McGrath to face Sen. McConnell after Kentucky Democratic primary win: reports

(Reuters) – Former fighter pilot Amy McGrath, an establishment-backed Kentucky Democrat, on Tuesday won the nomination to take on Senate Majority Leader Mitch McConnell in November, NBC News and Politico projected on Tuesday, citing preliminary results.

McGrath, 45, looked to have held off a late surge from fellow Democrat Charles Booker, an African-American state legislator, who won backing from progressive leaders and gained on McGrath late in the campaign as protests spread across the United States over police violence against Black people.

According to Kentucky state officials, McGrath was leading Booker with 44% to 43.5% of the vote with 107 of 120 counties reporting results.

Kentucky was expected to update vote results later on Tuesday in the closely watched race, in which McConnell, the most powerful Republican in Congress, is seeking a seventh six-year term.

McGrath won the backing of the Democratic Party’s establishment early in her campaign, including an endorsement from Senate Democratic Leader Chuck Schumer, and raised a massive $41 million in campaign funds.

Emphasizing her military experience, McGrath stressed in campaign ads that she was the “only candidate who can win” against McConnell, who has represented Kentucky in the Senate for over three decades.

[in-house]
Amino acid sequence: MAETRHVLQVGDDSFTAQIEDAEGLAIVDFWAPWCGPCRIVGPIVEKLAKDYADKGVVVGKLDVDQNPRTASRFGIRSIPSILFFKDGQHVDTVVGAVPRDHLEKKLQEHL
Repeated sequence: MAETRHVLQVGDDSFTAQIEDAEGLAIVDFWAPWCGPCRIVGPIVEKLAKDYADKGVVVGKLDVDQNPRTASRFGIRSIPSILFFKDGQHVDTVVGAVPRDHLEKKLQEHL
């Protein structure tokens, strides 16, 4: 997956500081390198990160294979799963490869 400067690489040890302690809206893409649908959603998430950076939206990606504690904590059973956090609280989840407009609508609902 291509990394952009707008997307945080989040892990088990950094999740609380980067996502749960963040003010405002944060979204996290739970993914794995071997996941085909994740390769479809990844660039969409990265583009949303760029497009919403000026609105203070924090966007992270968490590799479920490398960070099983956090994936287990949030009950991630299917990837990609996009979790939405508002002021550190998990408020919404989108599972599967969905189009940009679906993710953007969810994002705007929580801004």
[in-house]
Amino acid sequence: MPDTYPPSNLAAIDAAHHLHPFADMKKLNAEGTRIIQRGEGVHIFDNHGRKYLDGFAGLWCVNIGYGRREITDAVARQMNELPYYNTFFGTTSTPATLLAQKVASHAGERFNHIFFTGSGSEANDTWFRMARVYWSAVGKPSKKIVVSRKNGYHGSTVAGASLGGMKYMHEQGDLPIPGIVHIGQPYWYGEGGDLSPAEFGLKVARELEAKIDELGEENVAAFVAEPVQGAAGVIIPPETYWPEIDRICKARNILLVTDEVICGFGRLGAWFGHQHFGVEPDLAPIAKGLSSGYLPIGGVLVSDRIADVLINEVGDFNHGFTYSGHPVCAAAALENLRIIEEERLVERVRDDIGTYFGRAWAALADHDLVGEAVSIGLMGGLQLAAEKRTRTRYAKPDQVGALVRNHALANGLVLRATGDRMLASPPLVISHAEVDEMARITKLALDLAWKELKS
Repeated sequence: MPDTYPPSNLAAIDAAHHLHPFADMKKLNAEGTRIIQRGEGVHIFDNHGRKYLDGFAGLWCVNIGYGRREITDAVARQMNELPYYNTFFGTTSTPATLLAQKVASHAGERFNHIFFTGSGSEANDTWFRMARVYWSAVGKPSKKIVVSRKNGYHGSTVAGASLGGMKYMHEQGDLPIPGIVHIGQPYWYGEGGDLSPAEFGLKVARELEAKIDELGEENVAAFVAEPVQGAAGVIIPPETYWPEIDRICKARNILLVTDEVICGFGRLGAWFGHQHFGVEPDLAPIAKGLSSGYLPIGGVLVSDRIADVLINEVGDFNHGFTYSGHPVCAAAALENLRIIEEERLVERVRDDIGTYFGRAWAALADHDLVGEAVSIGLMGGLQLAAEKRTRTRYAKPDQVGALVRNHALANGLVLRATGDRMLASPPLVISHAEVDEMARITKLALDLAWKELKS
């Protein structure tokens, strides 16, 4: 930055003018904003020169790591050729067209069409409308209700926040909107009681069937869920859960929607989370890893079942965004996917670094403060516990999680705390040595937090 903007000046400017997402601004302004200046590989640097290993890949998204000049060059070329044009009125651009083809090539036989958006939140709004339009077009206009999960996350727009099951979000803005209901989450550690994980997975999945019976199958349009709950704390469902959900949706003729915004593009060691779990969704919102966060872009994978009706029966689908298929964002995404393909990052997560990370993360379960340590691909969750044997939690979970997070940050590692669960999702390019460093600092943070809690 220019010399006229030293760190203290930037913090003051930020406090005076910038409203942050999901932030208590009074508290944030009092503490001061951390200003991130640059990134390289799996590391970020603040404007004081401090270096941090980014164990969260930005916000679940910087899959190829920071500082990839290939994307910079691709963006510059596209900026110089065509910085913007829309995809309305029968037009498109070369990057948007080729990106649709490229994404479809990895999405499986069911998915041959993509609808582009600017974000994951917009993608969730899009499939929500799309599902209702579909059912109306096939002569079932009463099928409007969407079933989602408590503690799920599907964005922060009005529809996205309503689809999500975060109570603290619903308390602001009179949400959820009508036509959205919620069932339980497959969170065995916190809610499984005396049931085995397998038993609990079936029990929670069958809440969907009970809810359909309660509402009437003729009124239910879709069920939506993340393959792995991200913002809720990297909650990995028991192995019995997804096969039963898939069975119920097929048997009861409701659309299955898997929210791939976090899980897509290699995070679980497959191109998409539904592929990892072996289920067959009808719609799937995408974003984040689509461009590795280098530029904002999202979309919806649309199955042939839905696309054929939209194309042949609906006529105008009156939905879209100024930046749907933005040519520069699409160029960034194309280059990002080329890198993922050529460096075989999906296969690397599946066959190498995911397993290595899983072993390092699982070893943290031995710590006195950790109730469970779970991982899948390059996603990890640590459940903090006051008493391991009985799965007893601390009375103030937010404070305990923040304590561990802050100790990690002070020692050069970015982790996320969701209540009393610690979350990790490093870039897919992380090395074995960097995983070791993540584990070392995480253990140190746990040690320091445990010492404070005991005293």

McGrath follows in the mold of a handful of freshmen Democratic women with experience in national security fields who helped flip Republican House of Representatives seats in 2018, from former military pilots to CIA and Pentagon analysts.

She spent 20 years in the Marines, flying 89 combat missions. Two years ago, she narrowly lost a congressional race in Kentucky to Republican U.S. Representative Andy Barr. She is married to another former fighter pilot and has three children.

Assuming her lead over Booker holds, McGrath will run in November against McConnell, 78, who has marshaled $32 million in campaign funds so far. Kentucky is a conservative state that voted for Republican President Donald Trump by 30 percentage points in 2016.

Republicans’ 53-47 majority in the U.S. Senate is looking increasingly vulnerable in the Nov. 3 election, according to political analysts, with party leadership, including McConnell, scrambling to defend seats previously regarded as safe.

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